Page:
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Title: Where are we in the search for the Quark Gluon Plasma?

Abstract

The Relativistic Heavy Ion Collider (RHIC) at Brookhaven National Laboratory was completed in 1999, with the first data-taking runs in the summer of 2000. Since then the measurements at RHIC have yielded a wealth of data from four independent detectors: BRAHMS, PHENIX, PHOBOS, and STAR. For the first time, collisions of heavy nuclei have been carried out with colliding-beam energies that have previously been accessible only to high-energy physics experiments. It is at these high energies that the predictions of QCD come into play and new phenomena are sought that may illuminate our view of the basic structure of matter.The RHIC experiments have recorded data from collisions of gold nuclei from {radical}(S{sub NN}) = 19 GeV up to the highest energy of 200 GeV, as well as reference data in proton-proton and deuteron-gold collisions. These collisions result in final states of unprecedented complexity, with thousands of produced particles radiating from the nuclear collision.The early measurements have revealed compelling evidence for the existence of a new form of nuclear matter at extremely high density and temperature. This medium allows for the predictions of QCD to be tested, and new phenomena explored, under conditions where the relevant degrees of freedom, over nuclearmore » volumes, are expected to be those of quarks and gluons, rather than of hadrons. This is the realm of the quark gluon plasma.However, detailed analyses of the data also make it clear that this hot, dense medium has properties that are surprising, and not yet fully understood in terms of the early expectations for the quark gluon plasma. In this paper I review the major findings of the RHIC experiments to date and discuss the current understanding of the state of matter created.« less

Authors:
 [1]
  1. Brookhaven National Laboratory, Upton, New York, 11973 (United States)
Publication Date:
OSTI Identifier:
20798046
Resource Type:
Journal Article
Journal Name:
AIP Conference Proceedings
Additional Journal Information:
Journal Volume: 815; Journal Issue: 1; Conference: 25. international conference on physics in collision, Prague (Czech Republic), 5-9 Jul 2005; Other Information: DOI: 10.1063/1.2173594; (c) 2006 American Institute of Physics; Country of input: International Atomic Energy Agency (IAEA); Journal ID: ISSN 0094-243X
Country of Publication:
United States
Language:
English
Subject:
72 PHYSICS OF ELEMENTARY PARTICLES AND FIELDS; BROOKHAVEN RHIC; COLLIDING BEAMS; DEUTERON REACTIONS; GLUONS; GOLD 197 REACTIONS; GOLD 197 TARGET; NUCLEAR MATTER; PROTON-PROTON INTERACTIONS; PROTONS; QUANTUM CHROMODYNAMICS; QUARK MATTER; QUARKS

Citation Formats

Ullrich, Thomas. Where are we in the search for the Quark Gluon Plasma?. United States: N. p., 2006. Web. doi:10.1063/1.2173594.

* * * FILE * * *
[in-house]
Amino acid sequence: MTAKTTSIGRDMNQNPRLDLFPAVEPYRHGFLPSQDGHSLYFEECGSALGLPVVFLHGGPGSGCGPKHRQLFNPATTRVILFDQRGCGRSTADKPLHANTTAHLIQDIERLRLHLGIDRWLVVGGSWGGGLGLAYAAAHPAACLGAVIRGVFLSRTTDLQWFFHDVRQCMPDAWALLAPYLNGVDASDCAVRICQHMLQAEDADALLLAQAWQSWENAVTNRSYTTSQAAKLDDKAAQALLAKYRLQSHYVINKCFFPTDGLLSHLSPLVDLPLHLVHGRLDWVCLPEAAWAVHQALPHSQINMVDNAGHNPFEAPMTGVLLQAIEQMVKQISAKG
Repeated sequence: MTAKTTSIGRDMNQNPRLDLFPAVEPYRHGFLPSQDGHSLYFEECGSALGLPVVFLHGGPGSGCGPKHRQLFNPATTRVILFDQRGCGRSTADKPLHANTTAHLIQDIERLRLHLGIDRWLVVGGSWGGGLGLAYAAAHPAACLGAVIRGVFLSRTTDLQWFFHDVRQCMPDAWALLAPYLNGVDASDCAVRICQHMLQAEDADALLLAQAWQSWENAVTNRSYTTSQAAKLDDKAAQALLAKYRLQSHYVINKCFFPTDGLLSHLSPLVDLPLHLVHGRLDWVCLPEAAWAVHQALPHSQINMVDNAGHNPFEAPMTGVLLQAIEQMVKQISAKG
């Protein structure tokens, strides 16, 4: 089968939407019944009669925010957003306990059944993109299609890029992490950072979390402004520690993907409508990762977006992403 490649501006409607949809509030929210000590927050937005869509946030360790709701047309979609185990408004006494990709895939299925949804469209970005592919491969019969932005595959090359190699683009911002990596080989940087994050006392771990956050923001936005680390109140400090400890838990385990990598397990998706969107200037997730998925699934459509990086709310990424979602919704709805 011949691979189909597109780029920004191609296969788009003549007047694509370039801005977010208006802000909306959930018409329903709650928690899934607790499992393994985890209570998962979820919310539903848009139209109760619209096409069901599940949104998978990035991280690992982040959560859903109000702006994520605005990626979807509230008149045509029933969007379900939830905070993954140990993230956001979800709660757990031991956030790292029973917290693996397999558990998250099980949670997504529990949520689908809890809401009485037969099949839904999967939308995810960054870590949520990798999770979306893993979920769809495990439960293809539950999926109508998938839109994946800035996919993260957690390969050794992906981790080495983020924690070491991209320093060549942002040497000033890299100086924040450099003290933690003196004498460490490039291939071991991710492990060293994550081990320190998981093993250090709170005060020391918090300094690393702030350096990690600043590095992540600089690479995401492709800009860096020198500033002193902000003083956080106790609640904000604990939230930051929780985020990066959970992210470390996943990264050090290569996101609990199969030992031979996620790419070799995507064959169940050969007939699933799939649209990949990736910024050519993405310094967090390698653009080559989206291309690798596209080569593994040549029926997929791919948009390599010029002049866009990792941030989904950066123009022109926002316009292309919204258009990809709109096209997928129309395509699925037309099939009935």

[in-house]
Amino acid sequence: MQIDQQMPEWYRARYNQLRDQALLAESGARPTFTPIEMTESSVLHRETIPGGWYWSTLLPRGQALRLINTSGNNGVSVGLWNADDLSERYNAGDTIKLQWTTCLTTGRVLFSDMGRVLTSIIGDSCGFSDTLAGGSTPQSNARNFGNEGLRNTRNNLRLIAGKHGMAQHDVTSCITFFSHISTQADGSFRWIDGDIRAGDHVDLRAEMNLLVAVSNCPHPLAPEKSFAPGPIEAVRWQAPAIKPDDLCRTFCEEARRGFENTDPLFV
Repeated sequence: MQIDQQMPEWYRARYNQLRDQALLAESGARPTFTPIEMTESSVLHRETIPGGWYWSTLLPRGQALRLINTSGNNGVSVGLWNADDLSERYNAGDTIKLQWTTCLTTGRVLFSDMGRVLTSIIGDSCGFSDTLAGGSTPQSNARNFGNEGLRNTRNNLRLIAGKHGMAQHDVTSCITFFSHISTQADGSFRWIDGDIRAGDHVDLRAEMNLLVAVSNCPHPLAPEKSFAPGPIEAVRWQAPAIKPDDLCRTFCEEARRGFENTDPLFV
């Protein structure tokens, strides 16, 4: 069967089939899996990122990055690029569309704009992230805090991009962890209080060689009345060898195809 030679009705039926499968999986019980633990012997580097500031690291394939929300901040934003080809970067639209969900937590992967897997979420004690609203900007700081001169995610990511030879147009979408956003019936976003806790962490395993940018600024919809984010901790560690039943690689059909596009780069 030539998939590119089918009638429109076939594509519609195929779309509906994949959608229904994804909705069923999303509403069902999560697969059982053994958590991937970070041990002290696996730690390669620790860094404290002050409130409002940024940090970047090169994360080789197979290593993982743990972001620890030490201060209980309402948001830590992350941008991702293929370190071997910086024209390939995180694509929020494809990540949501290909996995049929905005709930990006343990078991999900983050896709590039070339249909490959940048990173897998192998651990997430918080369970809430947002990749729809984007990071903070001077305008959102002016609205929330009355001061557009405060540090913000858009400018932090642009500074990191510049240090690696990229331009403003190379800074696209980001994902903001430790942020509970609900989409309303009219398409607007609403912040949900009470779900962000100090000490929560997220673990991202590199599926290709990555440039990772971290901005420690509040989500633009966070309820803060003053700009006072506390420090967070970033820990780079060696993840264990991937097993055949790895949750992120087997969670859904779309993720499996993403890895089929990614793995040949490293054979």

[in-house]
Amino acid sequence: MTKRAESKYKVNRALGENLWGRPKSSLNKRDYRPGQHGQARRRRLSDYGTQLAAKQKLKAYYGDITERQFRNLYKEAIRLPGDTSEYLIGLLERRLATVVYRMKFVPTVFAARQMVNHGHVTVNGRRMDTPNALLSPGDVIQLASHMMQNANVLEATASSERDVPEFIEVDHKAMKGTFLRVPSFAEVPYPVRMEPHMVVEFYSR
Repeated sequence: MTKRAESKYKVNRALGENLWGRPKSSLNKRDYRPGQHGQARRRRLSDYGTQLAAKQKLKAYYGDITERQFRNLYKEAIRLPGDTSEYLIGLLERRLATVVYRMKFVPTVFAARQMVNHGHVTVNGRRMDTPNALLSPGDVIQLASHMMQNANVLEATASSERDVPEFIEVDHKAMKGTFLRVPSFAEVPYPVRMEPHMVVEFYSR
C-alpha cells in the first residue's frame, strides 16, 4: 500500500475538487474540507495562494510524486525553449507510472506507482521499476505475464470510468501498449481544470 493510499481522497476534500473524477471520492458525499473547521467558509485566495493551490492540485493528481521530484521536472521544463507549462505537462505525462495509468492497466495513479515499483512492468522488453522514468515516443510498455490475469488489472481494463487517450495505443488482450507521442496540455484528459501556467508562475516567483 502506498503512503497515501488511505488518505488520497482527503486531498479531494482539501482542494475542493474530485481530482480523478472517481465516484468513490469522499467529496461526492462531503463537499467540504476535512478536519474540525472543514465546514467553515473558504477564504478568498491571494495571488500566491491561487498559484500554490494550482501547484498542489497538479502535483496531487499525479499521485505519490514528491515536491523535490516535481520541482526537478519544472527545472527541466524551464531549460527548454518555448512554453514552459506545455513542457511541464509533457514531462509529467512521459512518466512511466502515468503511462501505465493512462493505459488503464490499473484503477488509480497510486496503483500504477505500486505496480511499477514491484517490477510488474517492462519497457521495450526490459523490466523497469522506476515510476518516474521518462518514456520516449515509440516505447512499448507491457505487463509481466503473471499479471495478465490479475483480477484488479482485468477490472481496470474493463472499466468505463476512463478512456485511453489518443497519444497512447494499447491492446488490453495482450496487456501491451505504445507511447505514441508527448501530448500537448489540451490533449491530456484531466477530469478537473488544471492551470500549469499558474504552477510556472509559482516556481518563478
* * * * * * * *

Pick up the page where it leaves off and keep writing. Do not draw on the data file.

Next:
Ullrich, Thomas. Where are we in the search for the Quark Gluon Plasma?. United States. https://doi.org/10.1063/1.2173594
Ullrich, Thomas. 2006. "Where are we in the search for the Quark Gluon Plasma?". United States. https://doi.org/10.1063/1.2173594.
@article{osti_20798046,
title = {Where are we in the search for the Quark Gluon Plasma?},
author = {Ullrich, Thomas},
abstractNote = {The Relativistic Heavy Ion Collider (RHIC) at Brookhaven National Laboratory was completed in 1999, with the first data-taking runs in the summer of 2000. Since then the measurements at RHIC have yielded a wealth of data from four independent detectors: BRAHMS, PHENIX, PHOBOS, and STAR. For the first time, collisions of heavy nuclei have been carried out with colliding-beam energies that have previously been accessible only to high-energy physics experiments. It is at these high energies that the predictions of QCD come into play and new phenomena are sought that may illuminate our view of the basic structure of matter.The RHIC experiments have recorded data from collisions of gold nuclei from {radical}(S{sub NN}) = 19 GeV up to the highest energy of 200 GeV, as well as reference data in proton-proton and deuteron-gold collisions. These collisions result in final states of unprecedented complexity, with thousands of produced particles radiating from the nuclear collision.The early measurements have revealed compelling evidence for the existence of a new form of nuclear matter at extremely high density and temperature. This medium allows for the predictions of QCD to be tested, and new phenomena explored, under conditions where the relevant degrees of freedom, over nuclear volumes, are expected to be those of quarks and gluons, rather than of hadrons. This is the realm of the quark gluon plasma.However, detailed analyses of the data also make it clear that this hot, dense medium has properties that are surprising, and not yet fully understood in terms of the early expectations for the quark gluon plasma. In this paper I review the major findings of the RHIC experiments to date and discuss the current understanding of the state of matter created.},
doi = {10.1063/1.2173594},
url = {https://www.osti.gov/biblio/20798046}, journal = {AIP Conference Proceedings},
issn = {0094-243X},
number = 1,
volume = 815,
place = {United States},
year = {2006},
month = {2}
}